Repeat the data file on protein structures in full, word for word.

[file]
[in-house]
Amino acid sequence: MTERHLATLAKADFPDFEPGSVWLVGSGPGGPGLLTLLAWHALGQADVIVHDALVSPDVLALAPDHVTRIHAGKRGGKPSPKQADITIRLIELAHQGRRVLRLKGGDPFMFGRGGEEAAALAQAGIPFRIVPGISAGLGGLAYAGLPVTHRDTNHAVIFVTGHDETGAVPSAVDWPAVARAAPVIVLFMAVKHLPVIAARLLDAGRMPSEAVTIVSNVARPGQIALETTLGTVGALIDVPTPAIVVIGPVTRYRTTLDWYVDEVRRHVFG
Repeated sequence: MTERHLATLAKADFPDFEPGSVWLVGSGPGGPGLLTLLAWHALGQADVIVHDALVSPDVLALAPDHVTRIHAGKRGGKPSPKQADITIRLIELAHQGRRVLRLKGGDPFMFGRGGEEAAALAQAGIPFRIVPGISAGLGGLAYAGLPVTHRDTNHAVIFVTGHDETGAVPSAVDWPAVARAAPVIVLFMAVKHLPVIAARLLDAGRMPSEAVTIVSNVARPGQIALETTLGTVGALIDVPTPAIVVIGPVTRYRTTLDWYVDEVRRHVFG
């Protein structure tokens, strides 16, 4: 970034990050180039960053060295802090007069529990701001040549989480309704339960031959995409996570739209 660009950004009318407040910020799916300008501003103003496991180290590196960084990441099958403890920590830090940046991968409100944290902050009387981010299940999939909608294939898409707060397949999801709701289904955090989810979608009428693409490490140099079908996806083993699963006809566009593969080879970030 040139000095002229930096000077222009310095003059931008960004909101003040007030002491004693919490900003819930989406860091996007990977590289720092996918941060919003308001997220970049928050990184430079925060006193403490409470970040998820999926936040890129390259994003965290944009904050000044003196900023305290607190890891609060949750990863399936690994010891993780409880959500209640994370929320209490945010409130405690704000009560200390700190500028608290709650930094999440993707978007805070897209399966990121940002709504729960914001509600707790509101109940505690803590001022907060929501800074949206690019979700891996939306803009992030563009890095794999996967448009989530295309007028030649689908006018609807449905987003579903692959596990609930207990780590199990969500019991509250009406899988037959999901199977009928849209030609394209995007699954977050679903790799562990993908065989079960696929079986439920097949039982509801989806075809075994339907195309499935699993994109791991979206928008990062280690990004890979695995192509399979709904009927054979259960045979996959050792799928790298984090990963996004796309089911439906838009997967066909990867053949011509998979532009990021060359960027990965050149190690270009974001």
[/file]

[in-house]
Amino acid sequence: MTERHLATLAKADFPDFEPGSVWLVGSGPGGPGLLTLLAWHALGQADVIVHDALVSPDVLALAPDHVTRIHAGKRGGKPSPKQADITIRLIELAHQGRRVLRLKGGDPFMFGRGGEEAAALAQAGIPFRIVPGISAGLGGLAYAGLPVTHRDTNHAVIFVTGHDETGAVPSAVDWPAVARAAPVIVLFMAVKHLPVIAARLLDAGRMPSEAVTIVSNVARPGQIALETTLGTVGALIDVPTPAIVVIGPVTRYRTTLDWYVDEVRRHVFG
Repeated sequence: MTERHLATLAKADFPDFEPGSVWLVGSGPGGPGLLTLLAWHALGQADVIVHDALVSPDVLALAPDHVTRIHAGKRGGKPSPKQADITIRLIELAHQGRRVLRLKGGDPFMFGRGGEEAAALAQAGIPFRIVPGISAGLGGLAYAGLPVTHRDTNHAVIFVTGHDETGAVPSAVDWPAVARAAPVIVLFMAVKHLPVIAARLLDAGRMPSEAVTIVSNVARPGQIALETTLGTVGALIDVPTPAIVVIGPVTRYRTTLDWYVDEVRRHVFG
């Protein structure tokens, strides 16, 4: 970034990050180039960053060295802090007069529990701001040549989480309704339960031959995409996570739209 660009950004009318407040910020799916300008501003103003496991180290590196960084990441099958403890920590830090940046991968409100944290902050009387981010299940999939909608294939898409707060397949999801709701289904955090989810979608009428693409490490140099079908996806083993699963006809566009593969080879970030 040139000095002229930096000077222009310095003059931008960004909101003040007030002491004693919490900003819930989406860091996007990977590289720092996918941060919003308001997220970049928050990184430079925060006193403490409470970040998820999926936040890129390259994003965290944009904050000044003196900023305290607190890891609060949750990863399936690994010891993780409880959500209640994370929320209490945010409130405690704000009560200390700190500028608290709650930094999440993707978007805070897209399966990121940002709504729960914001509600707790509101109940505690803590001022907060929501800074949206690019979700891996939306803009992030563009890095794999996967448009989530295309007028030649689908006018609807449905987003579903692959596990609930207990780590199990969500019991509250009406899988037959999901199977009928849209030609394209995007699954977050679903790799562990993908065989079960696929079986439920097949039982509801989806075809075994339907195309499935699993994109791991979206928008990062280690990004890979695995192509399979709904009927054979259960045979996959050792799928790298984090990963996004796309089911439906838009997967066909990867053949011509998979532009990021060359960027990965050149190690270009974001």